September 14, 2008 | | Comments 0




Stringhalt in Horses

Stringhalt is a condition where a horse involuntarily over flexes its hind legs. It is possible for only one or for both of the legs to be affected. Most cases of stringhalt happen when a horse is already a bit older and has had a lot of experience with work and training. The condition may barely be noticeable at first but may begin to get worse. If a horse owner is not observant, he may not notice for some time that his horse has mild stringhalt because the condition is not continuous. Severe stringhalt however may make work and performance difficult for riders.

Causes of Stringhalt

Stringhalt is not understood very well. Different horse experts may have varying opinions. Some horse owners suggest that the condition may either be genetic or the result of toxicity. Those who believe in the theory of toxicity suggest that ingestion of certain plants combined with poor nutrition may bring about stringhalt.

Many veterinarians however believe that stringhalt is really the result of injury or physical stress affecting some muscles and nerves. The lateral digital muscle in the hock in particular and the nerves connected to it are major points of possible injury which can result in stringhalt. It is also quite possible that the damage may involve the spine or the nervous system. If this is so, the stringhalt may be more pronounced and may be more difficult to treat.

Signs of Stringhalt in Horses

The signs of stringhalt will vary from one horse to another depending on the severity of the condition. In horses with mild stringhalt, the over flexion may only be manifested through a slight tremor or movement that may be apparent to a critical show horse judge. The over flexion in some horses however can be so severe that they can actually hit their stomachs with each bend. This is not only bad for the show ring. It can be bad for your horse’s internal organs as well. Among some horses, over flexion may only happen in cold seasons or days.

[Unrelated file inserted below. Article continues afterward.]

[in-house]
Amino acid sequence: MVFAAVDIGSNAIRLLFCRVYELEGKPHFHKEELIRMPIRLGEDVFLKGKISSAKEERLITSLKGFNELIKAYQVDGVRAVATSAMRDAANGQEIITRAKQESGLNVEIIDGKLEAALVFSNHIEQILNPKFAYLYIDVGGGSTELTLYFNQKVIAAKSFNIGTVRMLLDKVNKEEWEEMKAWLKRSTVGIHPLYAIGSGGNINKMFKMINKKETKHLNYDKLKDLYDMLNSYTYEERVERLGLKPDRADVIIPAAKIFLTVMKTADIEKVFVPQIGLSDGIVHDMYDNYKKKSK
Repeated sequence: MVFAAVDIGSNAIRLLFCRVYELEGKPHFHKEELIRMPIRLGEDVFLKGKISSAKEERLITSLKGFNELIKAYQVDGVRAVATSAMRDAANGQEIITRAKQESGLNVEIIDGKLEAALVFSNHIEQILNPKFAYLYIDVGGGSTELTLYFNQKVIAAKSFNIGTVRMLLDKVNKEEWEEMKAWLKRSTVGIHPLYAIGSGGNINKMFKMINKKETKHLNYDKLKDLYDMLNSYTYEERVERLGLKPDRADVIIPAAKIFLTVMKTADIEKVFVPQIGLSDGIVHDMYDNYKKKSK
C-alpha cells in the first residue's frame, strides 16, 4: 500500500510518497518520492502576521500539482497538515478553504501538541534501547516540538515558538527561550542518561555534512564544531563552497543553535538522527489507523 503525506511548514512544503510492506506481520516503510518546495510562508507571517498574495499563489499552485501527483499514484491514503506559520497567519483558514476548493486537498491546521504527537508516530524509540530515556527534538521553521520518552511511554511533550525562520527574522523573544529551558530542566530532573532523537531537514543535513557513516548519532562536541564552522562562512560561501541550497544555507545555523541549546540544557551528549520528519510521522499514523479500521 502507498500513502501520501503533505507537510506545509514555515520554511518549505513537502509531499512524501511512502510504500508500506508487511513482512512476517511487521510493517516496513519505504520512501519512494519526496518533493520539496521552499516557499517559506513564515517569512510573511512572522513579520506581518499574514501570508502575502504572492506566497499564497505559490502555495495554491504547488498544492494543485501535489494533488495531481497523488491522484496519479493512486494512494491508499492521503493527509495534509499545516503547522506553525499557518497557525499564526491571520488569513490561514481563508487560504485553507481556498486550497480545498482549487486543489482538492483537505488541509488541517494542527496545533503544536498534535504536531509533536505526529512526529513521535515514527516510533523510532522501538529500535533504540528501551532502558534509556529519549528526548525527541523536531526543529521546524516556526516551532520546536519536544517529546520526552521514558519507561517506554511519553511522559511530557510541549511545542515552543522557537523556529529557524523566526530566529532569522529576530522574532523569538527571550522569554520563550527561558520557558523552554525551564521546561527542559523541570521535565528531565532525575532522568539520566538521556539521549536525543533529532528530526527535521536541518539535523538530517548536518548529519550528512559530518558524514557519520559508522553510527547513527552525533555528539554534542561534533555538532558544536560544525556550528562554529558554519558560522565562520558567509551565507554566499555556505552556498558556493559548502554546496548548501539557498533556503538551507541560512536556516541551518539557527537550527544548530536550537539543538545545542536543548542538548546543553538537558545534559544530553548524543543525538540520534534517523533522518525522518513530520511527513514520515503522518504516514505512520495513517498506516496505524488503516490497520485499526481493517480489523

Treatment of Stringhalt

Surgery is the solution for stringhalt. This does not mean though that every horse with the condition will benefit from it. If the problem is with the nervous system, then no amount of surgery on the hocks will help your horse. Just like humans though, horses may benefit from physical therapy. This simply involves consistent daily exercises. As with any horse condition, it will not hurt if you made sure that your horse has a clean environment and sufficient nutrition.

If stringhalt is severe, you may find it uncomfortable to work with your horse. The condition will also naturally eliminate your horse’s chances in show rings or in the dressage event. Some horses however with mild conditions may still be able to perform well in jumping.

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Filed Under: Horse Health

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